The government of Sri Lanka on Tuesday said that banning burqa and face-covering in the country was “merely a proposal”, earlier announced as a ban.
On Saturday, March 13, Sri Lanka’s minister for public security said it would “definitely” outlaw the burqas worn by Muslim women.
The statement issued in this regard stated: “The government will initiate a broader dialogue with all parties concerned and sufficient time will be taken for necessary consultations to be held and for consensus to be reached.”
“In our early days, Muslim women and girls never wore the burqa, but recently we have seen it as a sign of ‘religious extremism’ and we are definitely going to ban it,” the Minister of Public Safety, Sarath Weerasekera said.
Seems like this move by Sri Lanka follows France, Belgium and Austria after a less voting margin to ban women from wearing the burqa in public.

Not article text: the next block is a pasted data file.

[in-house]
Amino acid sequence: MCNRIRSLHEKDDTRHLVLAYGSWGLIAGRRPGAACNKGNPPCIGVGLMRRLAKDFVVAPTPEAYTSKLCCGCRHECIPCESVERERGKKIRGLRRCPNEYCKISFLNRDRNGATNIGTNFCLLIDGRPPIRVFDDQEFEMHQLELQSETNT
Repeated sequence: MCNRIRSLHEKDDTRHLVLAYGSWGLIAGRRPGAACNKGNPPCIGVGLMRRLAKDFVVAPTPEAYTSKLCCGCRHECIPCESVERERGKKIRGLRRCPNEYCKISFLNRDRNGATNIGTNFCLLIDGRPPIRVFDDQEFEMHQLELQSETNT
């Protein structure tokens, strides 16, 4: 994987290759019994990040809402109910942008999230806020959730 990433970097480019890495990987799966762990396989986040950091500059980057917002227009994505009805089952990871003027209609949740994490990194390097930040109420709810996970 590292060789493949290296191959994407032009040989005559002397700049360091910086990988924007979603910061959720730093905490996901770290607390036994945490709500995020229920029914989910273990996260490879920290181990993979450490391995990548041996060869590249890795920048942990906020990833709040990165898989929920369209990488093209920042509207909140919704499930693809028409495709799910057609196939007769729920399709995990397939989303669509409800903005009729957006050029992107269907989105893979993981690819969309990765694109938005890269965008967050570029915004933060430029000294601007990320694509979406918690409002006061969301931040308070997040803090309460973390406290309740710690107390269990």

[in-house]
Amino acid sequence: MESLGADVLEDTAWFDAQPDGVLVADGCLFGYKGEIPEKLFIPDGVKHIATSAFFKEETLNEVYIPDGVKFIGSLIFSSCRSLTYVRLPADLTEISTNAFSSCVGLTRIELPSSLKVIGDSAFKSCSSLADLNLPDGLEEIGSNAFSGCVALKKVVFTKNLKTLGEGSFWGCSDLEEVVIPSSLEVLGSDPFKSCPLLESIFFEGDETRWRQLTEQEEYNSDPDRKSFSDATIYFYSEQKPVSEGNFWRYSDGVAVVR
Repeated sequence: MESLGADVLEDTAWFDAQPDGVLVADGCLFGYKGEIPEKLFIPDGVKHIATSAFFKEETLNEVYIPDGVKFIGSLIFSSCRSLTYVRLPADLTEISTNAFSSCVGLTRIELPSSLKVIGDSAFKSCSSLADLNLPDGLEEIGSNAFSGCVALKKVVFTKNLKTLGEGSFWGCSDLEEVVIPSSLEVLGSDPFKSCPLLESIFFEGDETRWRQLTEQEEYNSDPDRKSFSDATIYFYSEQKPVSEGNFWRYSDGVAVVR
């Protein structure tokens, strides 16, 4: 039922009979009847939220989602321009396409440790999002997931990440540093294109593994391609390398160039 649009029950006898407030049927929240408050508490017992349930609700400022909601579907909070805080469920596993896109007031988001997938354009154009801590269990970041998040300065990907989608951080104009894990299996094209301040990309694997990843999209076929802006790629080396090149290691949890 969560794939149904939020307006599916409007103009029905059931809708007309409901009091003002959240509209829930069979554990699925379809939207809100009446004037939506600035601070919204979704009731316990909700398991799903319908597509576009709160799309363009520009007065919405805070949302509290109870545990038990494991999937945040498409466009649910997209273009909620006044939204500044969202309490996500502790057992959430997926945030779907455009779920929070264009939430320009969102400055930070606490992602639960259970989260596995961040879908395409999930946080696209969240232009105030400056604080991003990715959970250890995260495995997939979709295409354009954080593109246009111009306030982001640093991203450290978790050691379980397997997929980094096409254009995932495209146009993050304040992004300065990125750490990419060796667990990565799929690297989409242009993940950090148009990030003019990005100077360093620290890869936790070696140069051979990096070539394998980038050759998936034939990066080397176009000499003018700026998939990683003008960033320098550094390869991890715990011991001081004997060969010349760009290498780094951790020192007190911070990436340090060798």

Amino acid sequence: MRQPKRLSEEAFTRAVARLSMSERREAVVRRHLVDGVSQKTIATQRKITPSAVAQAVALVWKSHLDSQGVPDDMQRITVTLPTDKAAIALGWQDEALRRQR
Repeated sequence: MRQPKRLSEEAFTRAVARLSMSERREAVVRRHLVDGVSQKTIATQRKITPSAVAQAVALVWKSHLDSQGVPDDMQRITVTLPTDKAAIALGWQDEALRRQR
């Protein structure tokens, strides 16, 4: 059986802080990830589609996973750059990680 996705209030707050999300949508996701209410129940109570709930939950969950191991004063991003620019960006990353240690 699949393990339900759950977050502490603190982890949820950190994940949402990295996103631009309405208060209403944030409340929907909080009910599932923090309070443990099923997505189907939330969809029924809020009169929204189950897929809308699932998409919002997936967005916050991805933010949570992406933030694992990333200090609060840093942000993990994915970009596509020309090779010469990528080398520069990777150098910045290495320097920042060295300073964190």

Back in 2019, the wearing of burqas was temporarily banned in the Buddhist-majority country after militants blew up churches and hotels.
Later that year, as secretary of defence, Gotabaya Rajapaksa, known for ending decades of insurgency in the northern part of the country, was elected president after promising to crack down on militancy.
Gotabaya Rajapaksa had been accused of widespread human rights abuses during the war but has denied the allegations.
Sarath Weerasekera said the government also intends to ban more than a thousand Islamic schools, which he said violated national education policy.
“No one can open a school and teach children whatever they want,” he said.
It should be noted that the government’s plan to ban burqas and Islamic schools came after an order was issued last year calling for the cremation of Muslims who died under COVID-19.
However, the ban was lifted this year after strong criticism from the United States and international human rights groups.
Furthermore, Few Muslim-majority countries will vote for Sri Lanka’s human rights record at a United Nations (UN) session in Geneva, set to take place next week.